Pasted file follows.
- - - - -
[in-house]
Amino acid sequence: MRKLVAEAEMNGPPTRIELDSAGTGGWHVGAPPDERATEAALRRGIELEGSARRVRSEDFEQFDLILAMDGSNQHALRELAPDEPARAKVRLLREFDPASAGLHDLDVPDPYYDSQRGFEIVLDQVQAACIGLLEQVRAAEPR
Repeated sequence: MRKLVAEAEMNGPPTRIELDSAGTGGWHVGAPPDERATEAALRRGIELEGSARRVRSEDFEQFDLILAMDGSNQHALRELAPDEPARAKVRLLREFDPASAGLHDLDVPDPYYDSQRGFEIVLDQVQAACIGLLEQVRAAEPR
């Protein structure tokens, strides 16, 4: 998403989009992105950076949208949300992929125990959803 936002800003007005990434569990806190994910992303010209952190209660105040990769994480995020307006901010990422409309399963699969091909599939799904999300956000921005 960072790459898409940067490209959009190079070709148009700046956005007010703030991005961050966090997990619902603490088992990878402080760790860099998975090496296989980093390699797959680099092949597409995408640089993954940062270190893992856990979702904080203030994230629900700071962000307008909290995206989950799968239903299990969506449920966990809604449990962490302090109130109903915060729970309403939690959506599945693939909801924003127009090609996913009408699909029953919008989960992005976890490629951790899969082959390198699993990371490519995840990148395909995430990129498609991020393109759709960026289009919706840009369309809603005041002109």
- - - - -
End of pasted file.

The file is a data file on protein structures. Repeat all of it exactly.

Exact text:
[in-house]
Amino acid sequence: MRKLVAEAEMNGPPTRIELDSAGTGGWHVGAPPDERATEAALRRGIELEGSARRVRSEDFEQFDLILAMDGSNQHALRELAPDEPARAKVRLLREFDPASAGLHDLDVPDPYYDSQRGFEIVLDQVQAACIGLLEQVRAAEPR
Repeated sequence: MRKLVAEAEMNGPPTRIELDSAGTGGWHVGAPPDERATEAALRRGIELEGSARRVRSEDFEQFDLILAMDGSNQHALRELAPDEPARAKVRLLREFDPASAGLHDLDVPDPYYDSQRGFEIVLDQVQAACIGLLEQVRAAEPR
């Protein structure tokens, strides 16, 4: 998403989009992105950076949208949300992929125990959803 936002800003007005990434569990806190994910992303010209952190209660105040990769994480995020307006901010990422409309399963699969091909599939799904999300956000921005 960072790459898409940067490209959009190079070709148009700046956005007010703030991005961050966090997990619902603490088992990878402080760790860099998975090496296989980093390699797959680099092949597409995408640089993954940062270190893992856990979702904080203030994230629900700071962000307008909290995206989950799968239903299990969506449920966990809604449990962490302090109130109903915060729970309403939690959506599945693939909801924003127009090609996913009408699909029953919008989960992005976890490629951790899969082959390198699993990371490519995840990148395909995430990129498609991020393109759709960026289009919706840009369309809603005041002109």